This would provide the ‘record of rights’ to village household owners possessing houses in inhabited rural areas in villages which, in turn, would enable them to use their property as a financial asset for taking loans and other financial benefits from Bank. Bankers or other financiers would have to believe the rights of the villagers under this scheme.
What is the objective of this scheme?
The scheme seeks to achieve the following objectives: –
i. To bring financial stability to the citizens in rural India by enabling them to use their property as a financial asset for taking loans and other financial benefits.
ii. Creation of accurate land records for rural planning.
iii. Determination of property tax, which would accrue to the GPs directly in States where it is devolved or else, add to the State exchequer.
iv. Creation of survey infrastructure and GIS maps that can be leveraged by any department for their use.
v. To support the preparation of a better-quality Gram Panchayat Development Plan (GPDP) by making use of GIS maps.
vi. To reduce property related disputes and legal cases. Crores of court cases related to land records.
Under this scheme, villagers get property cards.
What is a property card?
A Property card is the land record of ownership and history of ownership of the land in an urban area. Normally, when your land property is located in a municipal area and has got City Survey number, the details of transfers of ownership/ transactions of such property are recorded in the property card. So, a property card basically provides information about the ownership of a property and the history of holdings of land located in an urban area. If you are planning to buy land in an urban area, it is essential that you check the property card of the seller and ensure his/her ownership of the land.
May I know what are the details that would be included in the property card?
Details included in Property Card: The Property Card contains almost all the information about a property such as:
Features of this card
The government hopes this move will pave the way for using the property as a financial asset by villagers for taking loans and other financial benefits. This is also the first time that such a large-scale exercise involving modern technology is being carried out to benefit millions of rural property owners.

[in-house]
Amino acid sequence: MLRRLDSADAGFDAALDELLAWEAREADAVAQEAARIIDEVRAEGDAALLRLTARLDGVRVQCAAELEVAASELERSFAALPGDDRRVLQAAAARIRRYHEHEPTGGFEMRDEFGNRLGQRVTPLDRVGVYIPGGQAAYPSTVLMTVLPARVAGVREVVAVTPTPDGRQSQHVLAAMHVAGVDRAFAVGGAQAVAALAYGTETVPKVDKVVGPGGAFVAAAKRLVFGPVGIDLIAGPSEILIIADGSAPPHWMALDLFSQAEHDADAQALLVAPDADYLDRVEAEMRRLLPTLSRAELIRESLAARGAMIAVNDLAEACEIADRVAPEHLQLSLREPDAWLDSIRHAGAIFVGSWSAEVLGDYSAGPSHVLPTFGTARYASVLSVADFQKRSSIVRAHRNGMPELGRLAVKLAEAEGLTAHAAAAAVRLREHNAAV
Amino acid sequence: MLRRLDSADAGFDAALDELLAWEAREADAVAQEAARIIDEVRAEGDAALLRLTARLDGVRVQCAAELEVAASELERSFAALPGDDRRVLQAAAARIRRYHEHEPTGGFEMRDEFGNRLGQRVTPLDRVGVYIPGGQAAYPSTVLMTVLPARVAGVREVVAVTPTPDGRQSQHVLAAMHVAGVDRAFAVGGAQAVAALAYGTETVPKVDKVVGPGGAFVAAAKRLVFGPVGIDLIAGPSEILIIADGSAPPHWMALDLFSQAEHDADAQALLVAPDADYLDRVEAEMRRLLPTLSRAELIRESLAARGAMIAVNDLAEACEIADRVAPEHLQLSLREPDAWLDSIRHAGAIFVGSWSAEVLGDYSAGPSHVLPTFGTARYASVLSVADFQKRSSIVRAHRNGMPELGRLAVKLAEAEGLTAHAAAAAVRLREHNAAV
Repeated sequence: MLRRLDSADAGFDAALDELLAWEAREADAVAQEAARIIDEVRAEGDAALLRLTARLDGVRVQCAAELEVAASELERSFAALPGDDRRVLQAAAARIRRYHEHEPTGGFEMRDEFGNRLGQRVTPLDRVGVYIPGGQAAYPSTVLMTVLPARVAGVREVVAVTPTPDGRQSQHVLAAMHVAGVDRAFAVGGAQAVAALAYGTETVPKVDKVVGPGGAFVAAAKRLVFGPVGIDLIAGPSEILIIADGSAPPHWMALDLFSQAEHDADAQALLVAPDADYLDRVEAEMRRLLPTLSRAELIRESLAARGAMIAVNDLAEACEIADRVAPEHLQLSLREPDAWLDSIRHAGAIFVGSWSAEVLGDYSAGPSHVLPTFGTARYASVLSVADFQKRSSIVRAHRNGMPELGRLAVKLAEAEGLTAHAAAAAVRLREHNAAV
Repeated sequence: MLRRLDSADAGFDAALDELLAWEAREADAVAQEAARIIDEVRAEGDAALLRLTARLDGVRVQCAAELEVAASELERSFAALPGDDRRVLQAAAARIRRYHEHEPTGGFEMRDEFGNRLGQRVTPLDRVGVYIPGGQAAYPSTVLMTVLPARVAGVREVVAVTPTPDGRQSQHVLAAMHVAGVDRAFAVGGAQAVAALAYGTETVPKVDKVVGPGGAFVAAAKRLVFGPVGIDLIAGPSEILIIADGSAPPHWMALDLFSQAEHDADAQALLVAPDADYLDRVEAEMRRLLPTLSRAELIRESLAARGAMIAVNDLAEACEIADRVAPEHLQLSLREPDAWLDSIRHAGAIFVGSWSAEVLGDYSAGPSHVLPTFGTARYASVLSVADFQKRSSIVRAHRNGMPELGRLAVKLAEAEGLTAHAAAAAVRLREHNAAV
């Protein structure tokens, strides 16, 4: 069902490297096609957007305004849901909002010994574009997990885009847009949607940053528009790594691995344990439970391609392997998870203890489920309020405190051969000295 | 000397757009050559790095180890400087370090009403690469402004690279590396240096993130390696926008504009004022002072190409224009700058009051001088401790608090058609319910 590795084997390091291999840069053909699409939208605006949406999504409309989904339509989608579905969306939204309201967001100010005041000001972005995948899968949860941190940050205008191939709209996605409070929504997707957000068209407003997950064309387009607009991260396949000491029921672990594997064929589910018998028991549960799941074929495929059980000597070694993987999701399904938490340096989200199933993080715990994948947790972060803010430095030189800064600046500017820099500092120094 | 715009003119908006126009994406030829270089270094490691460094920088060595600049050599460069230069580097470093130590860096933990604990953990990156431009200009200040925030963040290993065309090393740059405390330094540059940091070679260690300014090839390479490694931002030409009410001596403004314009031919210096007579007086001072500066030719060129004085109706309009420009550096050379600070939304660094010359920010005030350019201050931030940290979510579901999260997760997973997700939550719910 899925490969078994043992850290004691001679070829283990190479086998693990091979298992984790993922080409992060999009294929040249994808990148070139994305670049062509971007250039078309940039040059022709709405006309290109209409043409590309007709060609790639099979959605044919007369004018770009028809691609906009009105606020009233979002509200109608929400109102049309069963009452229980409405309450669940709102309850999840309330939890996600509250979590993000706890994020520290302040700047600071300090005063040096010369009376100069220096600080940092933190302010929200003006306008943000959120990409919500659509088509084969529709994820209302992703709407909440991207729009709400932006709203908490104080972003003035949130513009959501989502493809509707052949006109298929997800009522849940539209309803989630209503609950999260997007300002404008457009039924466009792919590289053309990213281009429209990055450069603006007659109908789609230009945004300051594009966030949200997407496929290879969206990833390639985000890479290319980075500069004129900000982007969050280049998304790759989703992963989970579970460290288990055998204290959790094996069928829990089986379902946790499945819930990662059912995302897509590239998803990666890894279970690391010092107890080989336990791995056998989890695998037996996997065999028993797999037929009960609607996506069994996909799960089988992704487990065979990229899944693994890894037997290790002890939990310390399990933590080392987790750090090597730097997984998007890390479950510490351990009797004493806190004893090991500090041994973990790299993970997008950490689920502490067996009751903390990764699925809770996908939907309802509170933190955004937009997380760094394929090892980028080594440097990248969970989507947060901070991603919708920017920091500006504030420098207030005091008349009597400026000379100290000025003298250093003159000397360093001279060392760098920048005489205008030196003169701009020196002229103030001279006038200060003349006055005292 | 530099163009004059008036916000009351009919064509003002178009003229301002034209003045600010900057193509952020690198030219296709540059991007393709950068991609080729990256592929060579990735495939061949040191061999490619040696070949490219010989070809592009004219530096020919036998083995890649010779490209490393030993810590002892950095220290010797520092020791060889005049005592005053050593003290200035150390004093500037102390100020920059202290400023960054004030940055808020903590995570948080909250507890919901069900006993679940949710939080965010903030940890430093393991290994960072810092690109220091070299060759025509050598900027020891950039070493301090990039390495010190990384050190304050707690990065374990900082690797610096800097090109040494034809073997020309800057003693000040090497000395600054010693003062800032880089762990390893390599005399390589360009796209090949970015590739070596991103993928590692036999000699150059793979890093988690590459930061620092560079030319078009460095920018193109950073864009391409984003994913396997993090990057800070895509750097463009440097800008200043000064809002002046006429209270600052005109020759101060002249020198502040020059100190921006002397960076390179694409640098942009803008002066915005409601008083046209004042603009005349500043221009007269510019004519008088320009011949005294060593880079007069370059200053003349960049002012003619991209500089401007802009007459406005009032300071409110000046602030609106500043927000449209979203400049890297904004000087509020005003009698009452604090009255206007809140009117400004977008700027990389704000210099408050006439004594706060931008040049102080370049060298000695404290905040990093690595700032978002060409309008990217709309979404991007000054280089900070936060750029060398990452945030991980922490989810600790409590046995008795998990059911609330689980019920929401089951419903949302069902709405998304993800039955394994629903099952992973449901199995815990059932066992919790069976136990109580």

There are about 6.62 lakh villages in the country which will be eventually covered under this scheme. The entire work is likely to be spread over a period of four years.
Presently, the pilot phase is being approved for the year 2020-21. Pilot Phase will extend to six pilot States (Haryana, Karnataka, Madhya Pradesh, Maharashtra, Uttar Pradesh, and Uttarakhand) covering approx. 1 lakh villages in 678 villages.
Who are the stakeholders involved under this scheme?
The following stakeholders would be involved in carrying out the scheme:
The Rural inhabited (Abadi) area would be mapped by Survey of India in collaboration with the State Revenue Department to generate revenue maps to confer ownership property rights. The images captured through Drone would be processed by Survey of India in its Geographic Information System lab.
The procedure after obtaining of images by Survey of India.
The data processing like base map generation, generation of land parcel maps at a scale of 1:500, linking of attributes with extracted topographical features, creation of boundaries for villages, Numbering of properties/structures within village Abadi area /Lal Dora area as per the numbering system provided by State Government, creation of GIS databases, and ground validation of processed images will be done by Survey of India.
Joint verification of ownership is done by the state revenue authorities and gram panchayat officials. Then the inquiry process like where survey officials verify ownership of the land parcels, with the help of Gram Sabha, landowners, and review the existing documents takes place.
The enquiry officer from the Survey department extends his expertise to finalize the ownership rights after looking after objections from all stakeholders. Then, final Digital maps/ LPM /DEM/ GIS datasets would be generated and handed over to the MoPR/Authorized agency as per the standard procedure for use.
Printing and distribution of property cards to village household owners (legal document of property ownership). completes the process.
History indicates to ourselves how nearly 1000 years ago, the British king undertook steps to map out his kingdom for purely selfish reasons to get more revenue from his citizens. But this has set the world standard for up-gradation of land records, its maintenance and now usage of most modern satellite mapping, usage of drone and all mapping excellence to hand over the property titles to the poorest landowner who has been struggling over thousands of years to regain his legal titles.
This coupled with the courage of the central/state governments and all specialists whom I have mentioned earlier have drawn new dawn for our agriculturists, landowners, homeowners, and state/central authorities to help themselves legally to fulfill their roles effectively.
This is a small step in fulfilling the dream of our founder members of the nation at the time of independence.
The above ideas expressed in this article clearly pertain to my view. Neither they represent taxguru.in nor the government of India. Anyone seriously looking for guidance has to refer to government sources.